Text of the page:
“The clip itself is a 25-millimetre masonry nail with a stainless steel wire wrapped around the top, and the wire extends horizontally approximately 30 millimetres from the top of the nail; think of something like the shape of a capital letter L on its side,” says Kirsty, describing the clip. “You hammer the nail into the limestone substrate of the bare reef, which we call ‘live coral rock’.” You then pin your piece of coral under the wire, and it stays there immobilised and under tension. With a little luck, after about six weeks, it will have cemented itself to the substrate, and a new colony will start to grow.”
Since the March 22 shutdown, Passions of Paradise has been able to venture out on four coral planting trips, and the crew have been able to so far plant about 1500 pieces of coral in total. That’s fantastic news for the environment at Hastings Reef, and according to Alan, this is just the beginning.
“We’ve always had a strong partnership with a variety of scientific projects and organisations. We’ve hosted scientists specialising in sharks and rays, invertebrates, and corals obviously. We’re excited that we’ve been able to focus on this particular project during the shutdown, and this progress is not an isolated achievement,” Alan explains. “We’re going to continue this program when we start taking passengers again. We’ll continue this partnership far into the future. Planting 2000 coral fragments is the goal; if we can achieve that, it’s not the end of the road. When we hit that mark, we will try for more.”
Planting corals on the reef itself has been the focus of the bulk of the work for the crew at Passions during the shutdown, but there is another aspect of the Coral Nurture Program that has kept the crew busy as well: maintaining and adding to six coral nurseries, which are also located at 1770. For Passions of Paradise owner and CEO Scott Garden, these nurseries are an integral part of Passions’ future in the Coral Nurture Project.
“Finding coral fragments during a dive can range from relatively easy to frustratingly difficult,” Scotty explains. “The idea of having these nurseries is that we can attach some of the coral fragments we find to these underwater nurseries. The nurseries themselves are large aluminium lattice frames, about the size of a household door. As the corals grow, according to the permit for the program, we are then allowed to break fragments off from our nursery and attach them to the reef structure just as we would fragments taken from the wild. Similar to the way a gardener will take plant cuttings, help them mature, and then position the new plants in different areas.”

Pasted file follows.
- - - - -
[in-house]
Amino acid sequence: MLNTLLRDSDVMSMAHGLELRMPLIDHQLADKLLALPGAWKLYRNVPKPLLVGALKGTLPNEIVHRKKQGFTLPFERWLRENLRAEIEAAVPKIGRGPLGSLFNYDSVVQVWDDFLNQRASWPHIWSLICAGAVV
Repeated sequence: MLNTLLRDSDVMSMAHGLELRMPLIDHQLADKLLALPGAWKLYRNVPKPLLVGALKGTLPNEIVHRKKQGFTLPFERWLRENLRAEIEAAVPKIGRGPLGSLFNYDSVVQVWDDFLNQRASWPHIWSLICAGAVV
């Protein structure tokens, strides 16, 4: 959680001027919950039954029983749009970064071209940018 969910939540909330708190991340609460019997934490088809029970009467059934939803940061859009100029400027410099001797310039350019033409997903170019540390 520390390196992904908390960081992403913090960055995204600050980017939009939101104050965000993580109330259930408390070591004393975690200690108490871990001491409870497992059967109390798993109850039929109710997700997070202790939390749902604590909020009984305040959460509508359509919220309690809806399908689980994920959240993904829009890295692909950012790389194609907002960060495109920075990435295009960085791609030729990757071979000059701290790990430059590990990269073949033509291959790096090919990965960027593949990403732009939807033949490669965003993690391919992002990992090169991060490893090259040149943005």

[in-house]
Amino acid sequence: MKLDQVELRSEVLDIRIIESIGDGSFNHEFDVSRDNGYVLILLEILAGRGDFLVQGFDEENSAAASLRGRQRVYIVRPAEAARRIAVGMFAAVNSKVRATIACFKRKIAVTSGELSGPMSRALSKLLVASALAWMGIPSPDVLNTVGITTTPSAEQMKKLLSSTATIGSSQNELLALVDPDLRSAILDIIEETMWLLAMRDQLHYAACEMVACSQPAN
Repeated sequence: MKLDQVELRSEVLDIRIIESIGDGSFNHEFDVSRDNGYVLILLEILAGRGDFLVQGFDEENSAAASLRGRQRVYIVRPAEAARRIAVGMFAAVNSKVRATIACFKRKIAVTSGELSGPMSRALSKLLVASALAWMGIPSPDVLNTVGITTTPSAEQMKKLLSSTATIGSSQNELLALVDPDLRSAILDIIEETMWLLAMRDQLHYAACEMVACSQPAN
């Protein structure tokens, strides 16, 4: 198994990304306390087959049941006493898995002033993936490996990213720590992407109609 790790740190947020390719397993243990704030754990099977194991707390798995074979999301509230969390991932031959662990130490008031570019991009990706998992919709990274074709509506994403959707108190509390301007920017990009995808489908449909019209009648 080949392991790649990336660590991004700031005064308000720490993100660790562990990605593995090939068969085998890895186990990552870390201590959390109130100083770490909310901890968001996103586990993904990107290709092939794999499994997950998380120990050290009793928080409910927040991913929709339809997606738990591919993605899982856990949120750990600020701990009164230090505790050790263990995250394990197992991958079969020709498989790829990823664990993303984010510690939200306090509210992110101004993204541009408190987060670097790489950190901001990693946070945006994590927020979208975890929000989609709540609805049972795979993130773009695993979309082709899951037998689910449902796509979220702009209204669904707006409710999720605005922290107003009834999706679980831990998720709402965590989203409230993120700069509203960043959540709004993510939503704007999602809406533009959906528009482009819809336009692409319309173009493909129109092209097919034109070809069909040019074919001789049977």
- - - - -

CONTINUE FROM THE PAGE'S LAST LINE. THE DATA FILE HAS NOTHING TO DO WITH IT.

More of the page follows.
The nurseries are not just beneficial to the crew in creating stocks or coral to transplant to the reef; they also serve as an interesting information point to share with guests. Certified and introductory divers are allowed to dive near the frames, and Passions’ daily marine naturalist presentation gives the crew a chance to share with the guests some of the conservation efforts the company participates in.
“It’s a great talking point with passengers,” says Russell. “There has been a real shift over the last 10 years, as visitors to the reef not only expect a five star experience, but they want an authentic encounter with a high standard operator, a company that shows a commitment to the conservation of the reef ecosystem. We at Passions pride ourselves on our mission, not just to showcase the wonders of the reef, but to share our message of site stewardship. For us, being sustainable isn’t just window dressing–we want our guests to know we walk the walk when it comes to conservation and sustainability.”
As Passions of Paradise continues its partnership with the coral nurture program, it is also looking to the future. As the state and federal government slowly ease COVID-19 restrictions, Passions is hoping to return to normal operations starting July 2, 2020. As the company resumes day trips, it will continue to set aside a day each week to plant coral fragments and monitor their nurseries. According to Alan, it is this commitment to science and conservation that is at the core of Passions of Paradise’s mission going forward.
“The Great Barrier Reef is many things to many people,” says Alan. “For traditional owners, it’s an integral part of their culture, heritage, and story. For guests, it’s an exhilarating ecosystem that offers experiences unmatched anywhere else on Earth. For those of us at Passions of Paradise, it is our lifeblood, and it is only through conservation, sustainability, and best management practices that we will be able to continue looking after this amazing natural resource. And that is our commitment; conservation is not ‘what we do’ but rather ‘who we are’ and we will always give mother nature a say in everything we do.”
For more information about diving in Queensland visit: Dive Queensland
Photo Credit: Passions of Paradise